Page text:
In this way, it’s very easy to fix a broken or bricked VM – as PKCano said, delete the contents of the working folder, and copy the contents of the desired backup folder into the working folder. You then crank up the VM once again.

        So if you install a bad update or break the VM in some other way, it takes about two or three minutes to fix it.

        And in answer to your question, if you are running Windows in the VM, a rogue Windows update won’t do anything to your host OS.

        However, a rogue update to the host OS could have an impact of some sort on a VM that is within that host OS. Probably won’t ever happen, but theoretically it might.

        Group "L" (Linux Mint)
        with Windows 8.1 running in a VM
        4 users thanked author for this post.
        • #199297 Reply

          JohnW
          AskWoody Lounger

          Another cool thing about a VM is that it should be portable.

          I have moved VM folders from one host to another using VirtualBox on each host.  Opened up the VM file in VirtualBox on the other host, and it was up and running!  I assume that the same goes for VMWare.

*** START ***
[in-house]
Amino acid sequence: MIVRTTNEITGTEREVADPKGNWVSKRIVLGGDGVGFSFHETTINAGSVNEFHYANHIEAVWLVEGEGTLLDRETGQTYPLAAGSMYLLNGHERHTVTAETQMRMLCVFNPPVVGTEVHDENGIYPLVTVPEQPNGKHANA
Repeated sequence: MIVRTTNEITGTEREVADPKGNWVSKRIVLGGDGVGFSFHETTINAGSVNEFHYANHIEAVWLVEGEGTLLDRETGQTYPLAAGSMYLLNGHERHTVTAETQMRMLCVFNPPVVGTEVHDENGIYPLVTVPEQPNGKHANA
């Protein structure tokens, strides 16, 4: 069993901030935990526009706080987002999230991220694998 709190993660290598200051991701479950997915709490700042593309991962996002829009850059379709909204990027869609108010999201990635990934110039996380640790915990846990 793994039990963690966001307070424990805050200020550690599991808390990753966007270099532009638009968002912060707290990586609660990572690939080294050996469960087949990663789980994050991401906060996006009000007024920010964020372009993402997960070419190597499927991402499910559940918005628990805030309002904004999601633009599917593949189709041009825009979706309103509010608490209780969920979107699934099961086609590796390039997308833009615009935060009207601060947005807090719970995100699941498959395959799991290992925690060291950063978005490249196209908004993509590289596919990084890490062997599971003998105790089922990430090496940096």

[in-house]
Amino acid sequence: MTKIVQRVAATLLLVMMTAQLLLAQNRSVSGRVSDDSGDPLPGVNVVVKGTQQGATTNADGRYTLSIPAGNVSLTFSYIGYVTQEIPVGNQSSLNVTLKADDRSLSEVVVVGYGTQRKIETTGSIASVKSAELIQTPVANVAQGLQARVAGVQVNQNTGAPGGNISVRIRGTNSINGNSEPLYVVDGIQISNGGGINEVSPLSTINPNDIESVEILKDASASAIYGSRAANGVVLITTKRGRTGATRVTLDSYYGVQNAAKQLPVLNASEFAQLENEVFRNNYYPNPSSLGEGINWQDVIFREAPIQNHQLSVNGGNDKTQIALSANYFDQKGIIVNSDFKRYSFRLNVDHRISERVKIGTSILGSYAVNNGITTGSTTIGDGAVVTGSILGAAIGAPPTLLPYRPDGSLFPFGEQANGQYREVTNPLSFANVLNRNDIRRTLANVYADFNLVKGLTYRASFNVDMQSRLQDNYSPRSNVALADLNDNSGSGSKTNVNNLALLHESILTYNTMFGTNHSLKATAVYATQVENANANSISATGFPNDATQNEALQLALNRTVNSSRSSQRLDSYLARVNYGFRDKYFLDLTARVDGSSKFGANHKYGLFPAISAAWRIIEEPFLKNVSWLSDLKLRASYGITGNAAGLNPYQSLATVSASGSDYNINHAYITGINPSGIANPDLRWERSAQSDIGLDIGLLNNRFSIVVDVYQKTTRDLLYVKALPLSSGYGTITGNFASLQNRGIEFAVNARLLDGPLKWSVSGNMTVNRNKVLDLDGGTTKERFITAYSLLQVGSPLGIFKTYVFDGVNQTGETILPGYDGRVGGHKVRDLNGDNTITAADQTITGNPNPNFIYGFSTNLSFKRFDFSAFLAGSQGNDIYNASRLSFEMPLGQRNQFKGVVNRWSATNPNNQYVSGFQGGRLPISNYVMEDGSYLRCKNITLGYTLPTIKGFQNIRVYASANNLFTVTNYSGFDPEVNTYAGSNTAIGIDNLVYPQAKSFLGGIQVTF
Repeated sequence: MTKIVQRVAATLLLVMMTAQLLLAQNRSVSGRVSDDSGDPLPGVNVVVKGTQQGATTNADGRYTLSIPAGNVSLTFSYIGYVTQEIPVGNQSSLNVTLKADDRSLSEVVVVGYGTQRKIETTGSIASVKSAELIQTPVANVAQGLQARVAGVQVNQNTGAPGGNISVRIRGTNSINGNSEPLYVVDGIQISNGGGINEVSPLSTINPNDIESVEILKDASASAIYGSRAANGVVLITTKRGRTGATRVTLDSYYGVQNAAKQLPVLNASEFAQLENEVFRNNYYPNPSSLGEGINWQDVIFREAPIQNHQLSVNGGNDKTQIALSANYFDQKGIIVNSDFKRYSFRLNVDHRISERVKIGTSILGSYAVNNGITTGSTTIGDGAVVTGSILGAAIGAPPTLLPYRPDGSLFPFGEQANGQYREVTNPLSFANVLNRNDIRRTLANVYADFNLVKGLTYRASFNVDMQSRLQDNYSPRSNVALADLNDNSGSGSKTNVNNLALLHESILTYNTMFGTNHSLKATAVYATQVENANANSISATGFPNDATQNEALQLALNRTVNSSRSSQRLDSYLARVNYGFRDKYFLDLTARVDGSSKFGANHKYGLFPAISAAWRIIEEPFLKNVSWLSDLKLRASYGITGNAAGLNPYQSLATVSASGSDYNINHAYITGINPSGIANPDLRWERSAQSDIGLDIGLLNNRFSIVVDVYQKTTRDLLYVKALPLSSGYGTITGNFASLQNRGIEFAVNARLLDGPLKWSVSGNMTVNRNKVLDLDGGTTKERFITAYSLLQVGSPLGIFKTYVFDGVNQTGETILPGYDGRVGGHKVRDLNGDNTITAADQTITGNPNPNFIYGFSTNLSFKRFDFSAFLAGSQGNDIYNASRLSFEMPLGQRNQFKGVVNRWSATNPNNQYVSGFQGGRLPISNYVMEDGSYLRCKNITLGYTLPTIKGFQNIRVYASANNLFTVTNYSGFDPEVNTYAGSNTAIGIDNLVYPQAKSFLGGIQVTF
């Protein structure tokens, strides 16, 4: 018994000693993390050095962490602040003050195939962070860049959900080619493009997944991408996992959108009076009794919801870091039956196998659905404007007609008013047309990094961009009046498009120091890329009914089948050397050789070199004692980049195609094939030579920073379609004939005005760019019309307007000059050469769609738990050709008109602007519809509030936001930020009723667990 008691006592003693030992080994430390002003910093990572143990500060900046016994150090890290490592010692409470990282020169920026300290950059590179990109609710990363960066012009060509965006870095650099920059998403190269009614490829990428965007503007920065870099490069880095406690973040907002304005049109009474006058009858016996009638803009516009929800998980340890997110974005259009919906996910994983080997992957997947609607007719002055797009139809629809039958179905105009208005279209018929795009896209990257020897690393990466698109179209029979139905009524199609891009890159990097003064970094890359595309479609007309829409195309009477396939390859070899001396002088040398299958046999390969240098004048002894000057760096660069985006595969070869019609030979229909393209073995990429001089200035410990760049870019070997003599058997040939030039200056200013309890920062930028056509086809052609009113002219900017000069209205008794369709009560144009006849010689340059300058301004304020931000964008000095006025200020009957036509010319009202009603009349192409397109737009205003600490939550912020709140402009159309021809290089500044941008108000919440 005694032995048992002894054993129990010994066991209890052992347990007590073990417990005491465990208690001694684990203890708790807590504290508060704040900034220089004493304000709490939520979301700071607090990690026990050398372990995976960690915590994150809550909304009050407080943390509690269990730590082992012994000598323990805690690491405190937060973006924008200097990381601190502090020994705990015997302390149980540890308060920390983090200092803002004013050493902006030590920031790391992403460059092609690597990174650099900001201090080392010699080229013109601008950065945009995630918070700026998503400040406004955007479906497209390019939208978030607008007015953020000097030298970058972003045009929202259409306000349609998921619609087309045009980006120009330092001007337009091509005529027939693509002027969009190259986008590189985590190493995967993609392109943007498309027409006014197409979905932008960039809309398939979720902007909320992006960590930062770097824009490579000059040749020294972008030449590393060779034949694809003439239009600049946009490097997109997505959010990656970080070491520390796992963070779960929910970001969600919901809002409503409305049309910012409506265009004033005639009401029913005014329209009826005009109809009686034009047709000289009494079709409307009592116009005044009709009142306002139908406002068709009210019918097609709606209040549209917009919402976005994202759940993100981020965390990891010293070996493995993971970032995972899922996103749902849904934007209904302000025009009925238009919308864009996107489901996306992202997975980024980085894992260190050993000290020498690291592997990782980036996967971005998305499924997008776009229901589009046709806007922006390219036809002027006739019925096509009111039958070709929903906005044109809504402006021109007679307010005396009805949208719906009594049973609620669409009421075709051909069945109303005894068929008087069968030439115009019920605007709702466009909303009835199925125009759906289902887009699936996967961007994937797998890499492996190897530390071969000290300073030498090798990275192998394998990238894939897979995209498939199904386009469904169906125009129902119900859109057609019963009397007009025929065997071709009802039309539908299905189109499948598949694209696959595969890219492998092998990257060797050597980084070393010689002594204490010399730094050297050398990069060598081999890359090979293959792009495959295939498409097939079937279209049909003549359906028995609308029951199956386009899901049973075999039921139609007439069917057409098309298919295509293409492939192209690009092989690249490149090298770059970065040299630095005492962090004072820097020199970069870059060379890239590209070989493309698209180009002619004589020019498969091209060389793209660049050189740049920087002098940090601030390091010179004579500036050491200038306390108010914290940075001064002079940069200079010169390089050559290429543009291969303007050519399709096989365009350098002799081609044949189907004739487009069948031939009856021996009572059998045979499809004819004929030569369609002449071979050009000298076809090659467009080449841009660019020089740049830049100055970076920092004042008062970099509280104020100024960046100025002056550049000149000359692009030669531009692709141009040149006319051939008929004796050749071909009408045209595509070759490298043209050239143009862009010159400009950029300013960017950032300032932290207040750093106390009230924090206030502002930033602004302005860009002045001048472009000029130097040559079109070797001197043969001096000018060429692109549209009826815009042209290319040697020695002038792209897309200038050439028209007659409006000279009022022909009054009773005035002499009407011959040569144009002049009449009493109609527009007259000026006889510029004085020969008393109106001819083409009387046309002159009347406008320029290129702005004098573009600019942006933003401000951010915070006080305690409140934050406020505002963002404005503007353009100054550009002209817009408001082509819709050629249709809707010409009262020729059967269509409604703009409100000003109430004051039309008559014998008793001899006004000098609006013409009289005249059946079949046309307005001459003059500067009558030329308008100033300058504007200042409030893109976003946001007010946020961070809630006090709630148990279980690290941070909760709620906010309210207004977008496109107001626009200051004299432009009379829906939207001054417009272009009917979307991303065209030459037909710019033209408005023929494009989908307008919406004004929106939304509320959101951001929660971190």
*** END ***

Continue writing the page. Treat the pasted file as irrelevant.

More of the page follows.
I have moved several VMs, both Windows and Linux guests, from a Linux host to a Windows host, without issue. 🙂

          In fact you can download pre-configured VMs from the internet.

          https://www.osboxes.org/

          “OSBoxes offers you ready-to-use Linux/Unix guest operating systems.

          If you don’t want to install secondary OS alongside with your main OS but still want to use/try it, then you can use VirtualBox or VMware on your host operating system to run virtual machine.

          Simply download any image you want and run it as VM.”

          2 users thanked author for this post.
          • #199771 Reply

            MrJimPhelps
            AskWoody MVP

            It doesn’t get any easier than that!

            Group "L" (Linux Mint)
            with Windows 8.1 running in a VM
            1 user thanked author for this post.
    • #199214 Reply

      OscarCP
      AskWoody Lounger

      Thanks again to all of you, for clarifying the question about updating the VM emulated OS, and the other one about if it is true that “what happens in the VM, stays in the VM”, when it comes to dealing with poisonous updates of the emulated OS and other mishaps that would tank permanently a “real” OS. And, finally, thanks also for making the use of a VM clearer in general, to me.

       

      2 users thanked author for this post.
    • #200834 Reply

      Microfix
      AskWoody MVP

      Manjaro News for XFCE, KDE and Gnome.

      Manjaro 17.1.11 July 2nd, 2018 Manjaro Team

      We are happy to announce fresh install media 17.1.11 for all our Official Releases, now available from our online storage partner OSDN:

      More info here: https://manjaro.org/news/